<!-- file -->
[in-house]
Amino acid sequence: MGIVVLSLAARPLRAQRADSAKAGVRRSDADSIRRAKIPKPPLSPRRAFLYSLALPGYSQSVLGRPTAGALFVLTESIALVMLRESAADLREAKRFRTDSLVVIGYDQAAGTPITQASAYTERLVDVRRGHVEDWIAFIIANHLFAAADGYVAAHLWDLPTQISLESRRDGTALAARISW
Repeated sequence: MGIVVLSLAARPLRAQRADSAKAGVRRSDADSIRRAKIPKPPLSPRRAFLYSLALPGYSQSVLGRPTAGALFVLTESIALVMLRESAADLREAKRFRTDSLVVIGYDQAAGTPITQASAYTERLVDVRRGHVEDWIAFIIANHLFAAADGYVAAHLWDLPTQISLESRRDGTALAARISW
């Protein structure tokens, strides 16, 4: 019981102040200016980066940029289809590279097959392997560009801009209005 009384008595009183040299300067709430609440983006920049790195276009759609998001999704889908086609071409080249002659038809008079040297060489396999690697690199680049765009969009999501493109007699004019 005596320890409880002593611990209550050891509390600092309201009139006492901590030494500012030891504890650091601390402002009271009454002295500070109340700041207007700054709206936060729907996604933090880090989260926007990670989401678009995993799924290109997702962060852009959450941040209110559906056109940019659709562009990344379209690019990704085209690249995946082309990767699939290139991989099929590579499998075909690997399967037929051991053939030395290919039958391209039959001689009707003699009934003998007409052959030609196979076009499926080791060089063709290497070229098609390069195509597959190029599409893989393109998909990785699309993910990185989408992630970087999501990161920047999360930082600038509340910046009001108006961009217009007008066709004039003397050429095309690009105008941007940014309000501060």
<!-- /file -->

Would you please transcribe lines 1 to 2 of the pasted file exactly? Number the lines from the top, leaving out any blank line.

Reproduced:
[in-house]
Amino acid sequence: MGIVVLSLAARPLRAQRADSAKAGVRRSDADSIRRAKIPKPPLSPRRAFLYSLALPGYSQSVLGRPTAGALFVLTESIALVMLRESAADLREAKRFRTDSLVVIGYDQAAGTPITQASAYTERLVDVRRGHVEDWIAFIIANHLFAAADGYVAAHLWDLPTQISLESRRDGTALAARISW